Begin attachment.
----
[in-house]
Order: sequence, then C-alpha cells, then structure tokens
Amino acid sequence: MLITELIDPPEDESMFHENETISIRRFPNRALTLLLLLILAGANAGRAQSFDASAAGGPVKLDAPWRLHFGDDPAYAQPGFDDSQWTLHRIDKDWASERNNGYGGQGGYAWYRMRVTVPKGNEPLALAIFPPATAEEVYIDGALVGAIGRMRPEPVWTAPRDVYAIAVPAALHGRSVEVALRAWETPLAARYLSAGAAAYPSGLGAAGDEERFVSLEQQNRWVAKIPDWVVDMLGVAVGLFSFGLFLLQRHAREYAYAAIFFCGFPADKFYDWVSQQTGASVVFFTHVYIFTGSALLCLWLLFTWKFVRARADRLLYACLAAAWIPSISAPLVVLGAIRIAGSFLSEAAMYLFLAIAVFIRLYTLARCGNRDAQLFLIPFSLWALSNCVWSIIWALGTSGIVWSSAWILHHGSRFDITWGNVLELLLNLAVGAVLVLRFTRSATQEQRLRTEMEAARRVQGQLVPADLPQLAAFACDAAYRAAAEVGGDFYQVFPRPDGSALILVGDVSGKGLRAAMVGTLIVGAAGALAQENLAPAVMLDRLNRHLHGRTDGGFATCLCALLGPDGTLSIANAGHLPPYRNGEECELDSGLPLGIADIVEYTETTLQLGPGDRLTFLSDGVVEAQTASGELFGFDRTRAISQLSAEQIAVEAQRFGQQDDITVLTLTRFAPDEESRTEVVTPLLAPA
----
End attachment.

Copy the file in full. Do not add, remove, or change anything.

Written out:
[in-house]
Order: sequence, then C-alpha cells, then structure tokens
Amino acid sequence: MLITELIDPPEDESMFHENETISIRRFPNRALTLLLLLILAGANAGRAQSFDASAAGGPVKLDAPWRLHFGDDPAYAQPGFDDSQWTLHRIDKDWASERNNGYGGQGGYAWYRMRVTVPKGNEPLALAIFPPATAEEVYIDGALVGAIGRMRPEPVWTAPRDVYAIAVPAALHGRSVEVALRAWETPLAARYLSAGAAAYPSGLGAAGDEERFVSLEQQNRWVAKIPDWVVDMLGVAVGLFSFGLFLLQRHAREYAYAAIFFCGFPADKFYDWVSQQTGASVVFFTHVYIFTGSALLCLWLLFTWKFVRARADRLLYACLAAAWIPSISAPLVVLGAIRIAGSFLSEAAMYLFLAIAVFIRLYTLARCGNRDAQLFLIPFSLWALSNCVWSIIWALGTSGIVWSSAWILHHGSRFDITWGNVLELLLNLAVGAVLVLRFTRSATQEQRLRTEMEAARRVQGQLVPADLPQLAAFACDAAYRAAAEVGGDFYQVFPRPDGSALILVGDVSGKGLRAAMVGTLIVGAAGALAQENLAPAVMLDRLNRHLHGRTDGGFATCLCALLGPDGTLSIANAGHLPPYRNGEECELDSGLPLGIADIVEYTETTLQLGPGDRLTFLSDGVVEAQTASGELFGFDRTRAISQLSAEQIAVEAQRFGQQDDITVLTLTRFAPDEESRTEVVTPLLAPA